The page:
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The physics of planning training

And as quickly as that, the training year has started again! The old kicked out and the new welcomed in again. January is a splendid month to start up new habits properly, and this time we thought we’d put our back into it and stop skipping training days. Five days of running and one day of strength combined with a job that keeps very irregular hours is pretty demanding. So we asked the coach in charge of our running, Christian the Dane, to cut a day of running without making the quality suffer. “Easiest thing in the world, lads”, he cheerfully answered, “you just need to put in the time I cut as extra time divided on each of the other four weekly runs.” I’ve never had trouble with maths. It’s actually pretty easy:

What you expect to get out of training is more or less like the most basic of mathematical skills: addition. What you put into it, is what you get out of it.

Algebra

OK, this is not addition. It’s algebra. We are nerds, you know.

Christian keeps our training progressive and periodic in a way that’s built up around four-week blocks, where you steadily build both strength and distance during three weeks in order to rest during the fourth one (No, not complete rest – are you crazy? Only marginally less training…), starting the cycle all over again, albeit at a higher level, during week number five. We’re currently at week number two in one of our cycles, meaning next week will be the meanest before we get a chance to rest for a bit. Last week, we logged a total of 7 hours 24 minutes of running (Excluding the newly introduced fifteen minutes of core every – yes EVERY – single day! Come on! You can do it too!), adding up to 75,9 km. This week we’re supposed to up the dose to 7h 50min and next week we top out at 8h 10min before winding down for a week. Already, the legs are feeling stronger and getting back into the shape of yesteryear. Have you ever seen the video Sunscreen by Baz Luhrmann? “In 20 years you’ll look back at photos of yourself […] how fabulous you really looked” This is something we fight with every day, but it’s true. It’s not meant to be narcissistic, only as reflection and inspiration, as those of you that know us know.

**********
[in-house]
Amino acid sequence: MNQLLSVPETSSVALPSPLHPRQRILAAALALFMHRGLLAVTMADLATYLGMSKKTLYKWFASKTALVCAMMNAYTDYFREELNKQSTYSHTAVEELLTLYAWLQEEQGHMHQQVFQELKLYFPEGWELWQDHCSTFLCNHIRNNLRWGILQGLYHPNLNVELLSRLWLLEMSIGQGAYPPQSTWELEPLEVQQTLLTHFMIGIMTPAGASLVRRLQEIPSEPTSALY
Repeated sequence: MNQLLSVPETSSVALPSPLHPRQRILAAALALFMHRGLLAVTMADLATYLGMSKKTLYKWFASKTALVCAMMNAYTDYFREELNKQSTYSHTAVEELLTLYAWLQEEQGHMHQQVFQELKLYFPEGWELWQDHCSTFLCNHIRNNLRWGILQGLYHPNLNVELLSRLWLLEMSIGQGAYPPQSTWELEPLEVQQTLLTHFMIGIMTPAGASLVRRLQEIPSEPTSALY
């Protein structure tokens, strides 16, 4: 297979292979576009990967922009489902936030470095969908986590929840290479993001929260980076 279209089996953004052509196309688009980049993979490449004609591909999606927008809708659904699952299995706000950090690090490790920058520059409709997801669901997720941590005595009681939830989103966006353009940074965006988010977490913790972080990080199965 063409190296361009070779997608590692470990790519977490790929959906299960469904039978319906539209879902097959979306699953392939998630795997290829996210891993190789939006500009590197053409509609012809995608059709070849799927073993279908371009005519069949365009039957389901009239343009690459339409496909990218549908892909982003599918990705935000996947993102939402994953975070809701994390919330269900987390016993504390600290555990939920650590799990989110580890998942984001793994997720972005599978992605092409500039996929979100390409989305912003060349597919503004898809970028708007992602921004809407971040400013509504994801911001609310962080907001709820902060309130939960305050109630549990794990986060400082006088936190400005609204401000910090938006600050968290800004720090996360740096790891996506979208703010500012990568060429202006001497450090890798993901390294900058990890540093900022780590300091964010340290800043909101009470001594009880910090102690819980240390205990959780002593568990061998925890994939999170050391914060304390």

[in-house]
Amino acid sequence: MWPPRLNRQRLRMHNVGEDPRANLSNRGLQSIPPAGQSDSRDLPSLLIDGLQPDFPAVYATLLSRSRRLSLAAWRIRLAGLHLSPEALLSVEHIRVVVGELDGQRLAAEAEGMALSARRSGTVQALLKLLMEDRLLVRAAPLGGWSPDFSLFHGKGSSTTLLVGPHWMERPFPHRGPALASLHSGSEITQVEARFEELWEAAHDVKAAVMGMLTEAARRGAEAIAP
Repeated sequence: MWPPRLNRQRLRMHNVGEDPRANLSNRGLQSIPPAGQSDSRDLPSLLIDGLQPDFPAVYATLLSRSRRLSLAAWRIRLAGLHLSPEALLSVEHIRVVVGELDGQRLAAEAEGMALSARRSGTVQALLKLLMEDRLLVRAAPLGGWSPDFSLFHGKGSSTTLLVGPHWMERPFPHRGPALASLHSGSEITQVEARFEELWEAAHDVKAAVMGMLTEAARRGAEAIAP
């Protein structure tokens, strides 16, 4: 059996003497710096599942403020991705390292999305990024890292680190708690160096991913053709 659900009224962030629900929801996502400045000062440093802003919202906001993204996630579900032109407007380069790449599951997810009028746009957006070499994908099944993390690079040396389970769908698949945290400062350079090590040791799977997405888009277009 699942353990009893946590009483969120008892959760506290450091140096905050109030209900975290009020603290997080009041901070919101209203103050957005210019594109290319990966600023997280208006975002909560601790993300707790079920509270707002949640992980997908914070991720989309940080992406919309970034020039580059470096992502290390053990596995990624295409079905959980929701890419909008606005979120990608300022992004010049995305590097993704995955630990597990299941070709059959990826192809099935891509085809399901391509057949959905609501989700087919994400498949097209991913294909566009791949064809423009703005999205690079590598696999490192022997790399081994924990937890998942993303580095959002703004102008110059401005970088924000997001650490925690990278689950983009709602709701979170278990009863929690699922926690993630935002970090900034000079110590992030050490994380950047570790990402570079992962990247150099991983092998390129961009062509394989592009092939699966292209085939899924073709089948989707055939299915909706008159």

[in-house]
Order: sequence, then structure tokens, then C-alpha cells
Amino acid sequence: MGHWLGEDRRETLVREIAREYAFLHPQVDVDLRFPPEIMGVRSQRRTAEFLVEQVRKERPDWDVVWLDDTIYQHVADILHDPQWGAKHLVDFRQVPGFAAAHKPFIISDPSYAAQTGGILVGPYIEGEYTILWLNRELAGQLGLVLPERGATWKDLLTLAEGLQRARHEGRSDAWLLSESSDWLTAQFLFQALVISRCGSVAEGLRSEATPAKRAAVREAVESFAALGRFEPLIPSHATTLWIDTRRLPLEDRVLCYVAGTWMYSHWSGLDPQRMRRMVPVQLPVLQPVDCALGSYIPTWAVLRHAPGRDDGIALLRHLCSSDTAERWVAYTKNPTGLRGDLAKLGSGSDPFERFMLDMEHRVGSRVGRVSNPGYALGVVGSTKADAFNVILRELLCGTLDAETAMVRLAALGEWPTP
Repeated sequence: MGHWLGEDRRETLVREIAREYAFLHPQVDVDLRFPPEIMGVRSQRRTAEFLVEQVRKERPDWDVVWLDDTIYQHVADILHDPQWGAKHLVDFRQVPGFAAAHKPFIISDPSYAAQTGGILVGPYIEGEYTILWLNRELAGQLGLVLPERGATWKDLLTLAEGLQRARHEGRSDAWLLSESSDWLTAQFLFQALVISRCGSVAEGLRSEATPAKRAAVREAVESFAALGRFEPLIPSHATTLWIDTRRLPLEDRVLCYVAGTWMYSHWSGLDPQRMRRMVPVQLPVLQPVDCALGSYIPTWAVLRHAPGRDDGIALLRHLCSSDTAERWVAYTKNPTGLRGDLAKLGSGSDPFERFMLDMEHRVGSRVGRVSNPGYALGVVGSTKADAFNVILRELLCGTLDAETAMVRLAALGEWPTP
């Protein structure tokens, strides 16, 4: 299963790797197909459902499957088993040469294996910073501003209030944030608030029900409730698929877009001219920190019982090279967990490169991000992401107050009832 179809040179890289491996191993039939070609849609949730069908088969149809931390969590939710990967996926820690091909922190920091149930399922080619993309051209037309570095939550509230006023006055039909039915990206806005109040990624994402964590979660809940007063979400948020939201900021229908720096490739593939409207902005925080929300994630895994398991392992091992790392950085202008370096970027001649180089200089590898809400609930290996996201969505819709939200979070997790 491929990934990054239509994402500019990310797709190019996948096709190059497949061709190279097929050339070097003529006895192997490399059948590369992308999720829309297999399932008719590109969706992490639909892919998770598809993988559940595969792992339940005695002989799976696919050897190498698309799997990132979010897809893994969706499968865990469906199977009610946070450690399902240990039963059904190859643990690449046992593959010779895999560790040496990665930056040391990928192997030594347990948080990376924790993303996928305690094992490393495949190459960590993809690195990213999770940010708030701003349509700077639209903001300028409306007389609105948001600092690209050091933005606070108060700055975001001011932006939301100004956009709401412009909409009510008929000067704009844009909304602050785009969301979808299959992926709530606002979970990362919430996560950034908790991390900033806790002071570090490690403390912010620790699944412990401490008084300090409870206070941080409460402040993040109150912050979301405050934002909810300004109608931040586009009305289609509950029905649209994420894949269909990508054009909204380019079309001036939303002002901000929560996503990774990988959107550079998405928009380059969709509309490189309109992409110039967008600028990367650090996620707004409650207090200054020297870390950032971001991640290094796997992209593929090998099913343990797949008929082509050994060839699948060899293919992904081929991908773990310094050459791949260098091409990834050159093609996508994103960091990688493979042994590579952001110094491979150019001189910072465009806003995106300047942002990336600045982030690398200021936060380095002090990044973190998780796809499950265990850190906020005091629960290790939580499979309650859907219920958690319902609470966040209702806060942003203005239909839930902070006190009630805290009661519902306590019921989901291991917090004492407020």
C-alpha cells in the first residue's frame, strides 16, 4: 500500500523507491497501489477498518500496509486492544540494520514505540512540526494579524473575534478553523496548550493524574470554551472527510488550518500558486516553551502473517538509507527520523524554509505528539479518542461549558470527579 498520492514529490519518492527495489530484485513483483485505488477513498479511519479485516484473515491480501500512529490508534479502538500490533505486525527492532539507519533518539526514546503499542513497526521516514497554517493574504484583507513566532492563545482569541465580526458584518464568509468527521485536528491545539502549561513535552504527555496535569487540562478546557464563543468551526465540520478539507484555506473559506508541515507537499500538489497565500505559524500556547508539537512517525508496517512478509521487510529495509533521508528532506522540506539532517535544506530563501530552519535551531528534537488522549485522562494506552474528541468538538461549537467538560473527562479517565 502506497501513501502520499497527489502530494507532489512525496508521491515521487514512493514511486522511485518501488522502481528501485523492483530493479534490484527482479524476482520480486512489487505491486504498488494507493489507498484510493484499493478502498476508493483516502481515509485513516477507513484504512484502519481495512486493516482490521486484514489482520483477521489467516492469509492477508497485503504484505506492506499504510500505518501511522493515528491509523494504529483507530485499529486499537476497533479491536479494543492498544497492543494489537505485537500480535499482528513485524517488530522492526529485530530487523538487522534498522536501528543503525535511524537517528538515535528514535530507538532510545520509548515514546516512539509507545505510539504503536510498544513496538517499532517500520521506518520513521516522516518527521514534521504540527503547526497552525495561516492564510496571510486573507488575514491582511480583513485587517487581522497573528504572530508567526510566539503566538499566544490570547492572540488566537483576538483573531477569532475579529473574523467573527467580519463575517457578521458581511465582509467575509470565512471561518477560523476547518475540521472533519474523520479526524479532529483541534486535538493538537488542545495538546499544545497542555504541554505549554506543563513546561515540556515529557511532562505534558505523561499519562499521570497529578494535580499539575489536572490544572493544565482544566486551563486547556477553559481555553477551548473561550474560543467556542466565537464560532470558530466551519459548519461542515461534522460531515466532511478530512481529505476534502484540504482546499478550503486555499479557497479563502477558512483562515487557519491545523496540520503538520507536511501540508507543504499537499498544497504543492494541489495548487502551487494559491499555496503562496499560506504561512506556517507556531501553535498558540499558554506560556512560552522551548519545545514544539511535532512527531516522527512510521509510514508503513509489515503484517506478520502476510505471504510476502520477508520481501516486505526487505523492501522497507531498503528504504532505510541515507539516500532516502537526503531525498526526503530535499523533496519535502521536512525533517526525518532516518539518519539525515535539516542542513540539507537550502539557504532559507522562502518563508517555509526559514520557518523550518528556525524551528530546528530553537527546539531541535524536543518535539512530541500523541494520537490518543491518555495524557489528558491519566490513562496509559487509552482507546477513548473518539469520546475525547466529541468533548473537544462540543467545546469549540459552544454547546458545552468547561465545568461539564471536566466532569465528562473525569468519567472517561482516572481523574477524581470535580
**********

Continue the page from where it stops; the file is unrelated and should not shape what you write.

Last sixty days of training

Last sixty days of training

For anyone interested in how to plan your training properly, we can recommend reading Joe Friel’s book The Triathlete’s Training Bible where you can read about periodization and the like to your heart’s content. It certainly helped us a lot training for Forestman 18 months ago.

It's not as thick as it seems. We promise.

It’s not as thick as it seems. We promise.

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